THE PREMIER OF BRITISH COLUMBIA ANNOUNCED A FEW weeks ago that there would be a new training wage of six dollars an hour. The current minimum wage in BC is eight dollars, which is the highest in the country, and was fixed at that rate by the old NDP government. BC workers are leading a campaign, called “Six Bucks Sucks,” against this wage cut. Six bucks does suck, and the minimum wage in Ontario is just as unfair. Right now it is $6.40 for young workers and $6.85 for adults. It is difficult to live on such a meagre wage, let alone raise a family or have an education. What right-wing politicians like Gordon Campbell in British Columbia and Mike Harris in Ontario fail to understand is that people who work for minimum wage spend the money they get. The economic benefit of putting a dollar in the hands of a minimum wage worker is much greater than having it go to a wealthy person in the form of tax incentives. Most workers spend their money in Canada, and do not put it outside of our economy. Thus, raising wages is healthy for our economy and the dollar as it puts money back into our system. Art by Vinca In addition, minimum wage has not 36

Chow

Youth Action FORUM . SUMMER 2002


@ ` ?B ! RUCKUS!

...youth of colour lack real role models that share their cultural histories, particularly within the social and environmental justice community...

For as much as we claim to be a multi-cultural country (but not a melting pot!), young people of colour in our country often lack strong role models. In an effort to address this, YAN will be sponsoring a one-day forum called Ruckus! Ruckus will bring together Ontario high-school aged youths of colour, to discuss the current issues relevant to them - issues of representation in the media, civic engagement, targeted policing, ableism and sexism. Young people share common concerns across race lines, however; “minorities” also face problems that are uniquely related to the colour of their skin. Rather than push these issues aside, or unite under the umbrella of multiculturalism we have to take a critical view of what young people face today.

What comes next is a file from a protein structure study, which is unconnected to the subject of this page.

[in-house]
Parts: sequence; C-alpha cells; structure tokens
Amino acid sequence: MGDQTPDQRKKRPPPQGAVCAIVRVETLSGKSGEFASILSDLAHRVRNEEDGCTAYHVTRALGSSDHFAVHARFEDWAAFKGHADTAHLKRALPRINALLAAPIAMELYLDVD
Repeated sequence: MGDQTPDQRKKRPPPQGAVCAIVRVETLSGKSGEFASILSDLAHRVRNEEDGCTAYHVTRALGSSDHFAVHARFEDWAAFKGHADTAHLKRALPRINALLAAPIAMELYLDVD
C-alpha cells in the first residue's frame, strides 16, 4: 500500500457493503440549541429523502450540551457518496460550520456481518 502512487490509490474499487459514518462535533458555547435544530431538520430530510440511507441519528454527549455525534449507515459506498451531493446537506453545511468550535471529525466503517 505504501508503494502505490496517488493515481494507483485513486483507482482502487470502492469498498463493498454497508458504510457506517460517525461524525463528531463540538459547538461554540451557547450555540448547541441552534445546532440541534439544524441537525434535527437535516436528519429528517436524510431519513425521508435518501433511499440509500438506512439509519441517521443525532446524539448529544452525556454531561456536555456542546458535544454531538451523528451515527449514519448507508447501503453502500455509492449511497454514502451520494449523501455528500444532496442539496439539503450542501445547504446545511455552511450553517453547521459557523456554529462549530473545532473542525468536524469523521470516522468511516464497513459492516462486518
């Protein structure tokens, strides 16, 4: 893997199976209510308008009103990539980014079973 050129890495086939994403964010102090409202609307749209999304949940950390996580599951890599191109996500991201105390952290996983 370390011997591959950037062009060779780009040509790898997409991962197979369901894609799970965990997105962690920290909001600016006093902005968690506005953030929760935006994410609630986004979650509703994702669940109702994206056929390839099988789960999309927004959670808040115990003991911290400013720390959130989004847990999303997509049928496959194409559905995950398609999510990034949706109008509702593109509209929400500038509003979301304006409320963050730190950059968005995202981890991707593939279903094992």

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An important aspect of this project comes from the realization that youth of colour lack real role models that share their cultural histories, particularly within the social and environmental justice community. The social justice movement continues to posit itself as being representative of an entire generation of disenfranchised young people, but this same movement often excludes or is not sensitive to differences that arise due to different ethnicities. Although Ruckus! is only a small step in addressing these issues, it is an important step. What grows out of Ruckus! will be up to the participants, but it’s best achievement would be to continue as a grassroots project over the years to come, run by people like you. We hope you will join us and become a part of this vision. Ruckus! will take place on September 21, 2002 in downtown Toronto. The day will begin at 9:30 and end at 5:30. Workshop topics include: Critical Multiculturalism, Civic Journalism, Creating Linkages, Anti-Racist Media Education, Building a Movement and others. Lunch will be provided and public transportation expenses reimbursed if coming from outside the Greater Toronto Area (within Ontario). If you are interested in participating please fill out the form below and return it to: Youth Action Network 176 John Street, Suite 307 Toronto, ON M5T 1X5 RE: Ruckus! For further information please contact us at 416-368-2277 or at general@youthactionnetwork.org